On Monday, a law came into force demanding U.K. Prime Minister Boris Johnson delay Brexit until 2020 unless he can make a deal with the EU next month for a smooth transition.
Prime Minister Boris Johnson lost influence over Britain’s withdrawal from the European Union on Monday when a law came into force demanding he delay Brexit until 2020 unless he can make a deal with the EU next month.
It’s unclear what Johnson’s next move over Brexit will be: the law obliges him to seek a delay unless he can strike a new deal, however EU leaders continue to say they haven’t received any specific proposals from the new PM.
It’s predicted that Johnson will ask parliament a second time for an early national election but is likely to be defeated in a Monday vote and suspend parliament until Oct. 14., set to last for over a month from Monday.
Three years after the United Kingdom’s 2016 referendum where voters said it wanted to leave the EU, it’s still unclear whether or not on Oct. 31 there will be a withdrawal agreement and smooth transition, or if the country will abandon the whole endeavour.
The bill seeking to block a no-deal exit, passed into law on Monday when it received assent from Queen Elizabeth, will force Johnson to seek a three-month extension to the Oct. 31 deadline unless parliament has either approved a deal or consented by Oct. 19 to leave without one.
While Johnson says that Brexit “must get done” on Oct. 31, Britain's Labour Party leader who has pushed for a new referendum, Jeremy Corbyn, labeled the government's decision to prorogue, or suspend, parliament "disgraceful" and a move made to silence parliament that has wanted to extend the Brexit debate post-October.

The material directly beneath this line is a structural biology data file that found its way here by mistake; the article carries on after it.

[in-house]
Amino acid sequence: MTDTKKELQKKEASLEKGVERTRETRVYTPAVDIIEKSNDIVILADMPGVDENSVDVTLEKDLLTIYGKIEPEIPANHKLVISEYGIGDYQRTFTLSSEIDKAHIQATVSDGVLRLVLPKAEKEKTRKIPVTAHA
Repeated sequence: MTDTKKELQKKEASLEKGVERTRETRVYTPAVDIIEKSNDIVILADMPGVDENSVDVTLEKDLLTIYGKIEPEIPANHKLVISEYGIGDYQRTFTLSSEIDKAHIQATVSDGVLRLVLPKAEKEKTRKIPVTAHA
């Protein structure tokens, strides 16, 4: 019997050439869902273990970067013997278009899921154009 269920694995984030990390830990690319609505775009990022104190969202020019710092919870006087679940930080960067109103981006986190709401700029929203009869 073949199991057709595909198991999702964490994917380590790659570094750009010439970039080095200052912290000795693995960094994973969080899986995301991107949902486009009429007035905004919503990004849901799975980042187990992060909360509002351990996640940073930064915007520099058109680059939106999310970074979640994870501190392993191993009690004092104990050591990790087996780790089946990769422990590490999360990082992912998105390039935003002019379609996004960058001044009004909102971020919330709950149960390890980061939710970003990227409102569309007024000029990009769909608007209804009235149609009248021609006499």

Johnson took over as prime minister in July after his predecessor Theresa May failed to push the Withdrawal Agreement through parliament.
Since then, the Brexit crisis has left markets and businesses bewildered by a multitude of blustering and unilateral political decisions that diplomats compare to the ‘governing’ style of United States President Donald Trump.
House of Commons Speaker John Bercow, champion of parliament in its move to rein in the prime minister over Brexit, took a veiled swipe at Johnson as he announced on Monday he would stand down from the role, issuing a warning to the government not to “degrade” parliament.
Ireland told Johnson on Monday that he must make specific proposals on the future of the Irish border if there is to be any hope of averting a no-deal Brexit, saying Dublin cannot rely on simple promises.
“In the absence of agreed alternative arrangements, no backstop is no deal for us,” Varadkar, standing beside Johnson outside the Irish government told reporters Monday. “We are open to alternatives, but they must realistic ones, legally binding and workable and we haven’t received such proposals to date.”